Whether you are an experienced cyclist or just a casual rider, you should know the rules of the road before you hop on the saddle to protect yourself from the cars and trucks that share the lanes with you. When it comes to dedicated bike paths and trails, however, there are guidelines that are as much about being safe as they are about being polite. These dos and dont’s tips for good bike manners can make cycling more pleasant for everyone, on and off the bike.
Don’t Be a Hog
Unless you are on a path that is designated for cycling only, you are probably going to share with runners, walkers, dogs, strollers, and anyone else who wants to enjoy some fresh air and movement. Be respectful of other people and share the space. As the saying goes, wheels yield to heels.
Do Pull Off
When you and your pals are out on your cruisers or hybrid bikes, you may stop to make a repair, get a sip of water, or enjoy the view, and that’s fine. Just don’t stop on the middle of a path; instead, get over to the side or off the trail, if possible, to get out of the way of other people. You don’t want to be a speed bump!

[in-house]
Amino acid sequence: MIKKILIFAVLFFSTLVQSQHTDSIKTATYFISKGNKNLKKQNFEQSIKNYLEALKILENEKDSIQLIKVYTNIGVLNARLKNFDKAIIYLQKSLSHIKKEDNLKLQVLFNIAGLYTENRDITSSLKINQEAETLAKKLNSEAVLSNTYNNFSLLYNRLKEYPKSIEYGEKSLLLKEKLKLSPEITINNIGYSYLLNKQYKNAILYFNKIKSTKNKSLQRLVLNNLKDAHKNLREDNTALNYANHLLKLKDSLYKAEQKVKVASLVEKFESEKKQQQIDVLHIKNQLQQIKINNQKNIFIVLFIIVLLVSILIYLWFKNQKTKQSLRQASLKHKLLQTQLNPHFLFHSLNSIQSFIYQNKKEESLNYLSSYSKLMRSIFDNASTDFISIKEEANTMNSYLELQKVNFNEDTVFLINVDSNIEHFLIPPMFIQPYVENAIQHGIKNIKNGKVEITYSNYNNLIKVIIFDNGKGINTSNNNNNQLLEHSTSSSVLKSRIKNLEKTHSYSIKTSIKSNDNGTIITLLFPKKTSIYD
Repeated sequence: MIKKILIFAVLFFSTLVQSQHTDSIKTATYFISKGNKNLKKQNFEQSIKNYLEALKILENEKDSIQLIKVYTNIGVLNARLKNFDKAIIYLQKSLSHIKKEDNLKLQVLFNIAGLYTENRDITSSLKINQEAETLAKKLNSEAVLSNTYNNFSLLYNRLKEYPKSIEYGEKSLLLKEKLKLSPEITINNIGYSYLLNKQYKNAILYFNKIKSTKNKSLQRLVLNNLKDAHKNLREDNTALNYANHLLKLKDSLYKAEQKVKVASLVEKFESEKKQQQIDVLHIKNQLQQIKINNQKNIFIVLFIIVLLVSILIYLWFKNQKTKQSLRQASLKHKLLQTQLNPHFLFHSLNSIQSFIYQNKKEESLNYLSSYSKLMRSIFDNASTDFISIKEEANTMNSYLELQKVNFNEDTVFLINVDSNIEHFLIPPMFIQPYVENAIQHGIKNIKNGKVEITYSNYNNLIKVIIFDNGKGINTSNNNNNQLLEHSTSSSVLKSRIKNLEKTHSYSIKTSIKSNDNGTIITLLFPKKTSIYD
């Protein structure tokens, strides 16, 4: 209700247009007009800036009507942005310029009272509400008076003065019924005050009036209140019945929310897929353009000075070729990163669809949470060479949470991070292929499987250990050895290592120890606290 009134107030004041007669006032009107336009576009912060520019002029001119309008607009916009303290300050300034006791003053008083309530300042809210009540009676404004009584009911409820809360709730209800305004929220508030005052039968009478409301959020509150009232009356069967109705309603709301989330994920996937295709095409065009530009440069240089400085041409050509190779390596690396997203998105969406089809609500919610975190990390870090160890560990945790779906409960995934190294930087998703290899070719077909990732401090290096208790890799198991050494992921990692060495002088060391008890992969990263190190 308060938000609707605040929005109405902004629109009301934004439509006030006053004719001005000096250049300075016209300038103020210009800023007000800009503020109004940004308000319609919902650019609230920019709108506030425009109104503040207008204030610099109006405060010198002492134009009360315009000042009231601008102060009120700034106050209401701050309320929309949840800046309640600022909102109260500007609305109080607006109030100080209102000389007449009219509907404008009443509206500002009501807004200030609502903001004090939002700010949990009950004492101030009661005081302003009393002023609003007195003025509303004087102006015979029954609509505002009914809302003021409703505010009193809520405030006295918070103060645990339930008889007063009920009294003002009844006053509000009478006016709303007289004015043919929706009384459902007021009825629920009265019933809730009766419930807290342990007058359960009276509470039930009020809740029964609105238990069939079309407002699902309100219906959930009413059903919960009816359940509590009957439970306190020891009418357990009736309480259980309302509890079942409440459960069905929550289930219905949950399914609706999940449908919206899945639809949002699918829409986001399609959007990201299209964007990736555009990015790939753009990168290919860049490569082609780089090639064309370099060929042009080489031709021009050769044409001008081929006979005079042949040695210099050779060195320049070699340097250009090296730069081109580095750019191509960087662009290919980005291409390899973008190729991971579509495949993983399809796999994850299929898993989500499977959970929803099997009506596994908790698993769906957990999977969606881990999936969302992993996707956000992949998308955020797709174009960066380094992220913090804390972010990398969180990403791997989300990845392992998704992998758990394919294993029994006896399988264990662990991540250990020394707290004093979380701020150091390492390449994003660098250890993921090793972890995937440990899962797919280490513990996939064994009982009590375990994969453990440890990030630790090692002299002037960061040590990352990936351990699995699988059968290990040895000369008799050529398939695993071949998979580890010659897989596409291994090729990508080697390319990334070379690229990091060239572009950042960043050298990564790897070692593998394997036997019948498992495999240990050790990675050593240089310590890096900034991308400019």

Don’t Go For Time
If you are training for a race, you should scope out the road least travelled to go for your personal best. Otherwise, slow down. A fast pace on bikes for men and women can exceed thirty miles an hour, and if you hit an object or a person, you are going to be in a world of hurt. If you are on a crowded bike path, use some common sense and exercise caution.
Do Obey the Signs
Traffic and trail signs are there for a reason: public safety. That’s why you should pay attention to them. The signs could include potential hazards or maximum speeds, and it’s best to follow their instructions to keep you and others safe.
Don’t Ride Right
Just like when you drive a car, you should pass others on the left to be courteous. Imagine how frightening it could be for pedestrians if some speed demon came barreling down the trail, weaving in and out of people. Accidents do happen, and you can’t anticipate what someone else may do, so stick to the left for passing and the right for a steady or slower pace.
Do Make Some Noise
Most bikes are quiet, and when you come up from behind, your presence may not be so obvious. Give a courteous warning to others as you approach, such as ringing a bike bell or announcing that you are passing on the left. You can find cute retro bicycle bells at most places where you see mens and womens bikes for sale.
These rules of biking etiquette aren’t difficult to remember or cost you anything, but they can go a long way towards keeping you and others safe. Just remember that if you treat other people the way you would like to be treated, even on a bike path or trail, the world can be a better place for everybody.